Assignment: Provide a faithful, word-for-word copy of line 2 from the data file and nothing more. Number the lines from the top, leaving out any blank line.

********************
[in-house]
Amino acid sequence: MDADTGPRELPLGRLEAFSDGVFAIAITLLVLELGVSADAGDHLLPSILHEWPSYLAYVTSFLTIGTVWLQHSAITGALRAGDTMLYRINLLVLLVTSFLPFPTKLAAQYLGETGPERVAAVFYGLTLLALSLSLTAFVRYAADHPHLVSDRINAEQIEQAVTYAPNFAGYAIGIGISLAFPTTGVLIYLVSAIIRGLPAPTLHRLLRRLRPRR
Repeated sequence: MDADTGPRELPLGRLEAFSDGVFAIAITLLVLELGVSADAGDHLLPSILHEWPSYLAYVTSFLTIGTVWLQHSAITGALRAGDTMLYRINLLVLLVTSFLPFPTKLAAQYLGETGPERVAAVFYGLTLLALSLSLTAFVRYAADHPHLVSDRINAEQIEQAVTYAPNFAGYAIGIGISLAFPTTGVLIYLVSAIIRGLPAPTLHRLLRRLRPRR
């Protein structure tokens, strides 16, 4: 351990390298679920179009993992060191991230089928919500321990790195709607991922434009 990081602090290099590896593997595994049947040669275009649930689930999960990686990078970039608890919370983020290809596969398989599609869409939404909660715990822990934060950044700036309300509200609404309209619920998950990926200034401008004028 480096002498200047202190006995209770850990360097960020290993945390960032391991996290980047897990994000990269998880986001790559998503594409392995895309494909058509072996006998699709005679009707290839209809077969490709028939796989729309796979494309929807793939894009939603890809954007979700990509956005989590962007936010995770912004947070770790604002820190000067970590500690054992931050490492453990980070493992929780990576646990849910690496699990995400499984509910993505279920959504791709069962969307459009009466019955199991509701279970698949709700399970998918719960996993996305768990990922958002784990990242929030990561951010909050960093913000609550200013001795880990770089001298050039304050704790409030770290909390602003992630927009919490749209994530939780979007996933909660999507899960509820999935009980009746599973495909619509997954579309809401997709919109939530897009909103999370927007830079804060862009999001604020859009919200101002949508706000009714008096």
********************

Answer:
Amino acid sequence: MDADTGPRELPLGRLEAFSDGVFAIAITLLVLELGVSADAGDHLLPSILHEWPSYLAYVTSFLTIGTVWLQHSAITGALRAGDTMLYRINLLVLLVTSFLPFPTKLAAQYLGETGPERVAAVFYGLTLLALSLSLTAFVRYAADHPHLVSDRINAEQIEQAVTYAPNFAGYAIGIGISLAFPTTGVLIYLVSAIIRGLPAPTLHRLLRRLRPRR